Kosher cuisine - simply divine!

Submitted by Judy on Wed, 06/13/2007 - 4:12pm.

The Canadian Jewish News
September 21, 2006

by Judy Bart Kancigor

With the first crisp breeze at summer’s close, I am filled with memories. Color War and the end of camp. The smell of newly sharpened pencils. New school clothes, and for the High Holidays: new hat, new gloves, new dresses for each service. Smells of roasting chicken and honey cake wafting downstairs from my grandparents’ apartment, where Mama Hinda busily prepares her erev Rosh Hashanah feast for the onslaught of Rabinowitzes that will soon fill those tiny rooms.

In choosing a menu for the holiday, some traditional dishes beg for inclusion. Would it be Rosh Hashanah without Mama Hinda’s majestic spiraled challah or Aunt Sally’s tzimmes? But I also like to mix it up with some new twists on old themes as I explore the new cookbooks of the season.

One that catches my eye is “Divine Kosher Cuisine” by Risé Routenberg and Barbara Wasser (Wimmer), the long-awaited, all-volunteer fund-raising project of Congregation Agudat Achim in Niskayuna, New York.

Routenberg and Wasser draw on their years of experience with As You Like It, the synagogue’s kosher catering service, which for decades has been a magnet in the area for all events Jewish, garnering national attention in 2003 when it won the Gold Solomon Schecter Award.

“When we were catering a bar or bat mitzvah or a wedding, invariably people would come in the kitchen and beg us for a recipe for this or that dish,” said Wasser. “We would tell them we were thrilled they loved the dish, but we were really sorry, and promised that when Risé and I retired, we would write a cookbook.”

Retirement might mean leisure to some, but for these two the work was just beginning. Fortunately they had enthusiastic assistance from almost 150 congregants as well as local businesses who signed on to donate recipes and test them and work on the cover, art (over 200 luscious photographs), layout, publicity, etc. – all the myriad of details it takes to put a project like this together.

“This cookbook touched a nerve in the community,” said Routenberg. “All the proceeds go to education, and in our synagogue that means everyone from age three to 103. We are somewhat unique in that our synagogue does not charge for religious education. We feel that the onus is not just on those who have children; it is on everyone.”

Worthy as this cause is, there are far better reasons that every kosher cook should have this cookbook, although Wasser is quick to point out that "this book is for everyone who loves cooking, eating and entertaining, not just for those who keep kosher." Over 400 tried-and-true recipes, from treasured family collections as well as the synagogue’s catering archive, are easy to follow and reflect a wide range of traditional and contemporary American and international favorites.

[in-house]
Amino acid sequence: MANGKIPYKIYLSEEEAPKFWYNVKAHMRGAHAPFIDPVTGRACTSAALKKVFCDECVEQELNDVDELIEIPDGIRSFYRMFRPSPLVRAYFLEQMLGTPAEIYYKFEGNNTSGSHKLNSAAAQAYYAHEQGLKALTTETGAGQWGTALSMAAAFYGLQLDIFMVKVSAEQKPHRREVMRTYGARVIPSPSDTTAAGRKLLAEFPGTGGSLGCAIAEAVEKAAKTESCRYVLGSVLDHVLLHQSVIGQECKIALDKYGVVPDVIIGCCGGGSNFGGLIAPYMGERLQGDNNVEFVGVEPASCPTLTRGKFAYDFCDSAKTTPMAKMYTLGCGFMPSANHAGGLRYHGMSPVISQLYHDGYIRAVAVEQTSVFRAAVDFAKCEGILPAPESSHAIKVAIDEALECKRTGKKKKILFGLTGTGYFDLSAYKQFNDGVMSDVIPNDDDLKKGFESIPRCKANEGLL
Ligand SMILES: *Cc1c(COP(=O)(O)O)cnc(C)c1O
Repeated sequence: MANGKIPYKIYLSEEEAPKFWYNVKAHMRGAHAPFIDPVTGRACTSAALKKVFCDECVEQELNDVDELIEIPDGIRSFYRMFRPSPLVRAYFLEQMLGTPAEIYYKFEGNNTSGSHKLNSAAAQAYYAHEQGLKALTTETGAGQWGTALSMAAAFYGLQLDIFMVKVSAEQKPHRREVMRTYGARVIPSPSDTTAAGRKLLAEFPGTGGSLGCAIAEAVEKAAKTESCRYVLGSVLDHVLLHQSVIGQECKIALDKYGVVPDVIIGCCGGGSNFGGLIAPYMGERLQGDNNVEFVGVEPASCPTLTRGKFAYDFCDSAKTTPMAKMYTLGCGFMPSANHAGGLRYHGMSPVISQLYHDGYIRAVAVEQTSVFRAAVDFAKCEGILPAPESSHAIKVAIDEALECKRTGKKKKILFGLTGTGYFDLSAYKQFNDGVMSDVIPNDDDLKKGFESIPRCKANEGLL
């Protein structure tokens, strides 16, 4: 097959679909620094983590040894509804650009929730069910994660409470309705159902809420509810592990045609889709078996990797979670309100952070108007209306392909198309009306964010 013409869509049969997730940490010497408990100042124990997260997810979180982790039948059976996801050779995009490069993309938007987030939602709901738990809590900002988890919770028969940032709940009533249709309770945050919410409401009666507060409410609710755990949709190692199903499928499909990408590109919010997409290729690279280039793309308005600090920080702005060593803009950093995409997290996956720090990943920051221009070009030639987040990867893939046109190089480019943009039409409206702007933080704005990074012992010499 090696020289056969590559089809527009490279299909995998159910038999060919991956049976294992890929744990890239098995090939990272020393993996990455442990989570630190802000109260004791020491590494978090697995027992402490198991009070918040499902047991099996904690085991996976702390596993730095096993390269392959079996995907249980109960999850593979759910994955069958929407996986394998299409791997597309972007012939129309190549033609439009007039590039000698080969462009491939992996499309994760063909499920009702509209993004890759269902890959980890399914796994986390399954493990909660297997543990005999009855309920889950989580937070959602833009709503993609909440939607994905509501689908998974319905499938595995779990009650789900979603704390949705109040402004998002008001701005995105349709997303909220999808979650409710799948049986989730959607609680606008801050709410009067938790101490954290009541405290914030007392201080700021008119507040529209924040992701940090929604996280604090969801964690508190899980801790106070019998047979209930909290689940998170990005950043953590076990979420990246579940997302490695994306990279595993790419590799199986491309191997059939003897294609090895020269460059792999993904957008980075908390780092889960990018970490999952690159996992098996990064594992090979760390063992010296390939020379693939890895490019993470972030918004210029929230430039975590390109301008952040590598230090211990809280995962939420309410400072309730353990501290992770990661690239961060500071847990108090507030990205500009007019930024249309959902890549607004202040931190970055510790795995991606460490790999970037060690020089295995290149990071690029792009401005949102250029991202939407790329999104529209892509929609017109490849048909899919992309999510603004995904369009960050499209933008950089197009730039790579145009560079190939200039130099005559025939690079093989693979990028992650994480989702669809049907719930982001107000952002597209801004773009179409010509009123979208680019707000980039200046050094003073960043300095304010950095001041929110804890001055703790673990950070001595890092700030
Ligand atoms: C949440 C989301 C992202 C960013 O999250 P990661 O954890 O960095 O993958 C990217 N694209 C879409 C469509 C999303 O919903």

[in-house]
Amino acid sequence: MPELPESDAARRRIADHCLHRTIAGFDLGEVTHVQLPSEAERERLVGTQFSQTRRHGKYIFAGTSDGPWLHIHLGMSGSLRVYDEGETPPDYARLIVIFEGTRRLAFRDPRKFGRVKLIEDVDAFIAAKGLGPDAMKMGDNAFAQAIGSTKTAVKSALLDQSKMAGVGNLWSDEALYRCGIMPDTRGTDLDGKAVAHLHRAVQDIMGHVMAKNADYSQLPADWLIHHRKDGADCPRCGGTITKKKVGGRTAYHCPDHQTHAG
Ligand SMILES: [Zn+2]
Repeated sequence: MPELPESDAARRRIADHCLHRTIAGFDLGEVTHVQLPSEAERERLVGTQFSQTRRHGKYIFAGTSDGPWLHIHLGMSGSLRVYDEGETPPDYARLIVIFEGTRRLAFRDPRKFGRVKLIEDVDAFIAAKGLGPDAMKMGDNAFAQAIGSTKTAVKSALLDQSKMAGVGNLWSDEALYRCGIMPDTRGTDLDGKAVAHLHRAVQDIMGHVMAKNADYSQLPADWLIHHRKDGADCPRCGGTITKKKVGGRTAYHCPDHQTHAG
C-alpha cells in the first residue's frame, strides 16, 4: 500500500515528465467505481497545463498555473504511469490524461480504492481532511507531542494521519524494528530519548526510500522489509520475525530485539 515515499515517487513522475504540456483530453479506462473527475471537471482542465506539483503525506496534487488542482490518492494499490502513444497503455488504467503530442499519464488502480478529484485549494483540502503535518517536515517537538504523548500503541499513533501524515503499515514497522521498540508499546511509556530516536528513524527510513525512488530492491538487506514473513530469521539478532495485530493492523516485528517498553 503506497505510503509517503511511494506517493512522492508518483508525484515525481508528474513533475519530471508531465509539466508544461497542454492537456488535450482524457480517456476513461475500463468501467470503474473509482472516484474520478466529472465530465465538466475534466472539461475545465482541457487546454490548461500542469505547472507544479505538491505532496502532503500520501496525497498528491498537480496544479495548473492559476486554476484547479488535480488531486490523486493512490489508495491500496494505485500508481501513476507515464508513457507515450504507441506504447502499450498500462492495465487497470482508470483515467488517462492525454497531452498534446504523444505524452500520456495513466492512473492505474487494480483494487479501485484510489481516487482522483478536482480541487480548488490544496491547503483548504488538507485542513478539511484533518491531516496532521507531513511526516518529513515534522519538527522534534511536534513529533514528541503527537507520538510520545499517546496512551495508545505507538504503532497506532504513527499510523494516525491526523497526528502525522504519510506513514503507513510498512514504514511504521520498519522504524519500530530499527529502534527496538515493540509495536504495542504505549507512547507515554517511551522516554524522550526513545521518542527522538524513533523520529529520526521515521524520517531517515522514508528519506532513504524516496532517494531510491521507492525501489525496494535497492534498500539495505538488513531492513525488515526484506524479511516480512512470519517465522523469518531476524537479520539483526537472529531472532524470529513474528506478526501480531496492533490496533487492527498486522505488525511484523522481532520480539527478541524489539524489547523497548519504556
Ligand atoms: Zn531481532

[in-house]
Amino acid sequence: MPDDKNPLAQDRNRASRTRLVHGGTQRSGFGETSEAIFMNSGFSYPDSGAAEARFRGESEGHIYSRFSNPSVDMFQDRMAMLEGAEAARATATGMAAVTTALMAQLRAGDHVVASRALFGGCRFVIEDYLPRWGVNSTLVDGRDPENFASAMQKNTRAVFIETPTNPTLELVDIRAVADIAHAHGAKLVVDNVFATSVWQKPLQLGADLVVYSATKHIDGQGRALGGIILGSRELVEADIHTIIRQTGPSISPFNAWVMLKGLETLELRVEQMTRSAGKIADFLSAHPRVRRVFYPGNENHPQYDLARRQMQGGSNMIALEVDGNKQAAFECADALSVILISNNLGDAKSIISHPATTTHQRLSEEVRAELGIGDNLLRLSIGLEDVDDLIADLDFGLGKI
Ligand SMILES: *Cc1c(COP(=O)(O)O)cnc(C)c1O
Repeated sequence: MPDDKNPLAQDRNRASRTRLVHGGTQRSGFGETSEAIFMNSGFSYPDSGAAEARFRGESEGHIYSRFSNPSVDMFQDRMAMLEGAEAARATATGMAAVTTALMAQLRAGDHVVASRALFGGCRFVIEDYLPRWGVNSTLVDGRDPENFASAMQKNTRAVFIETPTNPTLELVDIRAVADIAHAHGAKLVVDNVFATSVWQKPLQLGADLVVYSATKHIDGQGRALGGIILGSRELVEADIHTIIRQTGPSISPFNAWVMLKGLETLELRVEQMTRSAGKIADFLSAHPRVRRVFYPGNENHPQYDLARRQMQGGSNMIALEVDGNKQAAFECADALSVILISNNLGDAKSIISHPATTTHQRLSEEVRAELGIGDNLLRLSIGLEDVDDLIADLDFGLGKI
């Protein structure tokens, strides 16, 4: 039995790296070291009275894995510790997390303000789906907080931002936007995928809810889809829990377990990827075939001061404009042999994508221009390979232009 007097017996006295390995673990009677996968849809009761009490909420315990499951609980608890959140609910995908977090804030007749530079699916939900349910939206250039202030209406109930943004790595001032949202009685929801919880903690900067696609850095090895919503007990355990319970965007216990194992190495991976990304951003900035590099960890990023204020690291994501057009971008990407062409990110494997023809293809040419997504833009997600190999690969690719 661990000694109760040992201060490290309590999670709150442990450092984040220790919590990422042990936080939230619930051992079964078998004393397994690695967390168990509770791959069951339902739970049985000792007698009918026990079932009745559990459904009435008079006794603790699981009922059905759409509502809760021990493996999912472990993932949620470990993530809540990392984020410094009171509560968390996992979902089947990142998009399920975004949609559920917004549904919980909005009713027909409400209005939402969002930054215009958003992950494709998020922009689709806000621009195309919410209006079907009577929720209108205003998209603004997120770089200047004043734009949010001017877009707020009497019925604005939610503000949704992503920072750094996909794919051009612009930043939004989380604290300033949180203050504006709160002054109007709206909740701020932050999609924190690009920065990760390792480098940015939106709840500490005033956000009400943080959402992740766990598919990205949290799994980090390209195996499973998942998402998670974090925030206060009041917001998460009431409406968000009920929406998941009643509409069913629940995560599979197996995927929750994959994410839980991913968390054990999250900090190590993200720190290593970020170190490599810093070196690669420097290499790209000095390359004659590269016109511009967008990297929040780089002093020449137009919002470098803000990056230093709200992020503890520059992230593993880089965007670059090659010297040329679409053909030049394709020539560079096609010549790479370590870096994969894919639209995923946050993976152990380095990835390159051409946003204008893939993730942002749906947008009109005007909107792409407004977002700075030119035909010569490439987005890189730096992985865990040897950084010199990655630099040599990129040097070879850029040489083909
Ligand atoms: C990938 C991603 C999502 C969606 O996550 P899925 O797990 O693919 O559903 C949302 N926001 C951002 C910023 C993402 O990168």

Sure, you’ll find chicken soup, tzimmes and latkes, but also Black Bean Stuffed Cabbage, Asparagus-Smoked Salmon Strudel, Seared Tuna with Wasabi Sauce, Chicken Satay, Dijon Crusted Lamb, Goat Cheese Terrine and dozens and dozens of decadent desserts from Bourbon-Pecan Pie to Chocolate Dipped Peppermint Patties, I Can’t Believe It’s Not Cheese Cheesecake and Triple-Layer Chocolate Mousse Cake.

“The book also addresses what a lot of cookbooks don’t,” noted Routenberg. “There are recipes for vegetarians and those who are lactose intolerant, and every kosher cook is always looking for really great pareve recipes.”

“It used to be that when people talked about pareve pastries, they weren’t as tasty as the dairy variations,” added Wasser. “These pareve recipes, from main courses to sides to desserts – you would be hard pressed to know the difference. If you placed our pareve rugelach side by side with the cream cheese variety, you would not know it was pareve. We’ve finessed these recipes with nondairy ingredients and flavoring agents so they’re not just substitutes for the real thing – they’re really good!”

Cooks will especially appreciate the traditional and updated sample menus for Shabbat and the Jewish holidays and the tips for entertaining large groups that evolved from years of catering experience.

“Start warming everything up much earlier than you think is necessary,” advised Wasser. “Cover your dishes well and warm them at 350. Then turn the heat down to 250. We have found you won’t dry things out, but if your dish does need a little extra moisture, add a little water and rotate the dishes in and out of the oven.

“Most of our recipes you can prepare and freeze ahead. Keep last minute things to a minimum so that you can relax and enjoy your company.”


Fragrant Carrot Soup with Indian Spices

Curried Apple-Squash Rings

Bulgarian Chicken

Apple-Honey Dessert Pizza